Another potentially far-reaching change in the ETF industry has been the SEC’s introduction of the ETF Rule – or 6c-11 – which simplifies the ability of asset managers to launch ETFs in the US.
The ETF Rule was announced in late 2019 but will not be fully effective until December 2020. The rule allows for more participants to come to market and more quickly. This is because it eliminates the exemptive relief process that ETFs are required to go through as well as making it less expensive. All ETFs are now treated the same from a holdings disclosure standpoint.
“The ETF rule has had some really significant impacts not just for State Street as an organisation but to our clients and broader ETF market as well,” says Koudelka.
In response to this, State Street has built out its service offering. “It has been a year-long effort. As soon as the rule was published, we decided to look at data that we already had that we could repurpose for Rule 6c-11. What we needed to build and what we needed to strengthen as part of the rule. We put out a number of workstreams to do just that. Our intention is to have this fully rolled out by the November timeframe.”
State Street has also strengthened its capabilities around the use of custom and multiple baskets – the ETF rule permits ETF issuers to use custom baskets – with some of these integrated to the Bloomberg BSKT service. “Now any client that leverages the ETF rule can leverage and utilise State Street for a more efficient custom basket process,” he says.
Looking ahead to 2021, Koudelka highlights the need for education and advice on best practice. As well as a dedicated team to assist with the launch of an ETF, State Street has published a raft of reports and thought leadership papers covering trends across global ETF markets.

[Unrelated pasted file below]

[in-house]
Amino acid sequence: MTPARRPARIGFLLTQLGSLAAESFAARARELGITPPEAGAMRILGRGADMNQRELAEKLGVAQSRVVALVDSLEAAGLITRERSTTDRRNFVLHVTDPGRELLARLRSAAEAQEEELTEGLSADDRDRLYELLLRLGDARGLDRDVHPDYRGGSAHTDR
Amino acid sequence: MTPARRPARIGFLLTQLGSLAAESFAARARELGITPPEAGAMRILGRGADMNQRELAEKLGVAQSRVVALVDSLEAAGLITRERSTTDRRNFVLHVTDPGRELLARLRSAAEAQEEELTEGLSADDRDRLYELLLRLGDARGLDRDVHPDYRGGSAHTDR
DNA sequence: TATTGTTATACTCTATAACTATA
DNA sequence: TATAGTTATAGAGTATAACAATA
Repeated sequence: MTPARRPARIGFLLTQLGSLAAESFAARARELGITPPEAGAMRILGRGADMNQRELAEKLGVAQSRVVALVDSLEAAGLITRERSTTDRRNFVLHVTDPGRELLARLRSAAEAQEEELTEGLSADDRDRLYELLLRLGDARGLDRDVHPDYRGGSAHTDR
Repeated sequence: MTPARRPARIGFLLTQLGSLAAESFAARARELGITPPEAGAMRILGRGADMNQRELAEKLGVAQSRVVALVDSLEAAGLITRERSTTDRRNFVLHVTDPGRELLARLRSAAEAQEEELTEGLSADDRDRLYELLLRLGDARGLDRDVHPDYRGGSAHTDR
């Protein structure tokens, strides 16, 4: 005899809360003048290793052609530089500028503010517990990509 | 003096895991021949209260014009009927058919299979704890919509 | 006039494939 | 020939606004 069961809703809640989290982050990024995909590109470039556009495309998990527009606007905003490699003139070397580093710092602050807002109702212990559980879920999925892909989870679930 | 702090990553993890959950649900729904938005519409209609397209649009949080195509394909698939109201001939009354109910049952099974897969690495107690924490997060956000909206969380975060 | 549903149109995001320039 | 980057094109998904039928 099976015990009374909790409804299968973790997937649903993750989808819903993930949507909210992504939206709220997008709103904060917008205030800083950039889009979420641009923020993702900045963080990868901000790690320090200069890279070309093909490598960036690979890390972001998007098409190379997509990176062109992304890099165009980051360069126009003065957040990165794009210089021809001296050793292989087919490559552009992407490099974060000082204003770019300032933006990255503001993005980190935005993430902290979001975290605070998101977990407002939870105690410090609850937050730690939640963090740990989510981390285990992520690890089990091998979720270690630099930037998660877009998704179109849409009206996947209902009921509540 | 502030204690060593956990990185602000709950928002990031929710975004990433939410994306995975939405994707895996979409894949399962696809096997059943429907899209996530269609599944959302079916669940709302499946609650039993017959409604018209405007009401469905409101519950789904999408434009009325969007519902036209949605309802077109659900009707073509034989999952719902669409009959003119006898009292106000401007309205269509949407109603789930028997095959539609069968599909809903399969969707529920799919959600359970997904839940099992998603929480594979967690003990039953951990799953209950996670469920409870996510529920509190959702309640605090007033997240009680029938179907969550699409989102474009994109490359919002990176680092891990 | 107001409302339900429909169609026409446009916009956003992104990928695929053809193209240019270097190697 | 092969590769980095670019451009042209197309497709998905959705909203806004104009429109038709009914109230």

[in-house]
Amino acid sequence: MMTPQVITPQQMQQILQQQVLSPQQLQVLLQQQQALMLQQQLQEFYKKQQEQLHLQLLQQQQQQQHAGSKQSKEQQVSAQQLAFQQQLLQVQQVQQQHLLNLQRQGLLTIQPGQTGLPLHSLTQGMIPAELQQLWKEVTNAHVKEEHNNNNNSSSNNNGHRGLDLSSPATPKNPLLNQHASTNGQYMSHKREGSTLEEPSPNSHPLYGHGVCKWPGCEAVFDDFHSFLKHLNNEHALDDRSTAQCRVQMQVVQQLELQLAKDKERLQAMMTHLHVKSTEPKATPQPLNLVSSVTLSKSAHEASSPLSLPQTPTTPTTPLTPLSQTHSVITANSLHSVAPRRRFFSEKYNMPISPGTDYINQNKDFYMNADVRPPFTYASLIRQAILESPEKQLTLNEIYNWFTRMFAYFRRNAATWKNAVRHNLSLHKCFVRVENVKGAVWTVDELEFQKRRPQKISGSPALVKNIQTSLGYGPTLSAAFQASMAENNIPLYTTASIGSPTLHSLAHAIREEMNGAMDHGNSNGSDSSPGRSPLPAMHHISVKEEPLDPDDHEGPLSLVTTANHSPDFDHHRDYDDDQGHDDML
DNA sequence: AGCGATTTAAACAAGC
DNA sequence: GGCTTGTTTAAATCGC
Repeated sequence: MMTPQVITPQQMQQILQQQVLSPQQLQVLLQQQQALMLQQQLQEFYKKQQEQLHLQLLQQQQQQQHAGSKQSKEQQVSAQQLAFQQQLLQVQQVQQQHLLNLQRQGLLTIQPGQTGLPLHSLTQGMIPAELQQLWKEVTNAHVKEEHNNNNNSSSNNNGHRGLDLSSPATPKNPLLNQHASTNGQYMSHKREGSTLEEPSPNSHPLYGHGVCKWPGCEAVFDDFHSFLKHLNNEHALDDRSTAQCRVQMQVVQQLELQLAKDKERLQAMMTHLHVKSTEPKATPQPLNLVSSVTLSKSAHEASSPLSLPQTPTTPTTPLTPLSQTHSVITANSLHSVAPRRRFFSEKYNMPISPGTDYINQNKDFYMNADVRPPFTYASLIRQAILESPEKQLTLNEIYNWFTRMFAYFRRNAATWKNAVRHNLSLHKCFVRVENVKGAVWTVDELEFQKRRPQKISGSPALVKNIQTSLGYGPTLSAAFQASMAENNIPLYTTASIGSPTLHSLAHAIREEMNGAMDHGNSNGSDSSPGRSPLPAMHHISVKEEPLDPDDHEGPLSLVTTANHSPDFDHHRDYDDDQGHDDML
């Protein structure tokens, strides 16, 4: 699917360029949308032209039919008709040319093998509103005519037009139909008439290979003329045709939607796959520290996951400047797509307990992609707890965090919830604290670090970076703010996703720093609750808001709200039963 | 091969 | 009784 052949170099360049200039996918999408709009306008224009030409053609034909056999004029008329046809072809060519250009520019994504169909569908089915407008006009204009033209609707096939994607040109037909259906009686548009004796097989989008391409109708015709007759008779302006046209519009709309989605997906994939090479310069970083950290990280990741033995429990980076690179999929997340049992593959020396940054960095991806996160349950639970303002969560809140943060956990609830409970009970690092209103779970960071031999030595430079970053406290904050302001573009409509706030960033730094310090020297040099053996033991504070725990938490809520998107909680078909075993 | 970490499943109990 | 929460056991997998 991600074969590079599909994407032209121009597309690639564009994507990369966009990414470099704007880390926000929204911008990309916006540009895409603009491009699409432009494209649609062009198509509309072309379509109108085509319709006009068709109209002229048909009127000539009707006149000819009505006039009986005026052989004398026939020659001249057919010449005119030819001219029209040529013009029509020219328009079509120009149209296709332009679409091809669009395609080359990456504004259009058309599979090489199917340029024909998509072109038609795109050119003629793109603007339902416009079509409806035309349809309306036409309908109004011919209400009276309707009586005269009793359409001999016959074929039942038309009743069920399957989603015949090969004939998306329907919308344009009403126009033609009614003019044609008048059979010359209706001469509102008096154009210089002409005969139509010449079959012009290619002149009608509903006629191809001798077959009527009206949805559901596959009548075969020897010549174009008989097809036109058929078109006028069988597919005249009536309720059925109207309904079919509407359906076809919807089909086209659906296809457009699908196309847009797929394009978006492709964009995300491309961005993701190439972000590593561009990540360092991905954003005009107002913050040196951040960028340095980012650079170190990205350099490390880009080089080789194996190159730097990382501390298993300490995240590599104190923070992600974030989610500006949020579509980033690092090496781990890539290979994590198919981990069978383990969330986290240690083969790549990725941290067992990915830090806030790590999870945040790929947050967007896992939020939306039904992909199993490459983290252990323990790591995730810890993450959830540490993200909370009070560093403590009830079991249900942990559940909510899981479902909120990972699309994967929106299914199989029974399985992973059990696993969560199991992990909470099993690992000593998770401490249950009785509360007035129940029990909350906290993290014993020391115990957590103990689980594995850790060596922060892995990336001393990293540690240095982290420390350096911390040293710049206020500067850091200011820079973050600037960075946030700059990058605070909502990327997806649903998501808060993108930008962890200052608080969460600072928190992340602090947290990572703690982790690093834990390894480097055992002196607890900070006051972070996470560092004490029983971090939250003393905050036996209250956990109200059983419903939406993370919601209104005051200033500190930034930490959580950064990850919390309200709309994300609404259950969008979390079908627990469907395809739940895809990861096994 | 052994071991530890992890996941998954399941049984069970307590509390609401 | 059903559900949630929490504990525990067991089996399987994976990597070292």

He sees more active managers coming into the space citing conversations and education sessions with no less than 25 traditional mutual fund asset managers looking to launch. “I wouldn’t say that they will all launch a semi-transparent but almost all will do an active ETF launch,” he says adding that he would not be surprised to see a wave of existing issuers come out leveraging the semi-transparent active ETFs models alongside their current fully transparent active and passive products.
There is no doubt State Street is in it for the long-term: it has been in the ETF market since 1993. “But at the end of the day, through a volatile market, we are able to help our clients get all of these products to market and they have done very well. Whether it is servicing our clients, guiding them on industry best practice or investing in technology, we believe our clients recognise that,” he adds.
Senior Vice President and Global ETF Product Specialist, State Street
Frank Koudelka is the Senior Vice President and Global ETF Product Specialist for State Street. State Street is a market leader servicing over 62 per cent of global ETF assets. In this role, Frank establishes the strategic direction for ETF servicing, assists with the on-boarding of new clients and drives the product and technology strategy as it relates to ETFs. Previous to this role Frank led the Institutional Transfer Agency business unit. Frank has been with State Street for over 18 years, joining the firm as a part of the IBT acquisition. He has 34 years of experience in the financial services industry. While at Investors Bank and Trust, Frank was responsible for the Transfer Agent teams in Europe and the US. Additionally, Frank ran the Institutional Custody / Wealth Management group; providing back office services to banks, endowments, foundations and registered investment advisors.
Prior to joining Investors Bank and Trust, Frank held diverse roles at PaineWebber, the National Securities Clearing Corporation, First Data and PFPC. This included operations management, product development and marketing. He attended St. John’s University in New York reaching a Bachelor of Science degree in Finance and served in the United States Marine Corps Reserves.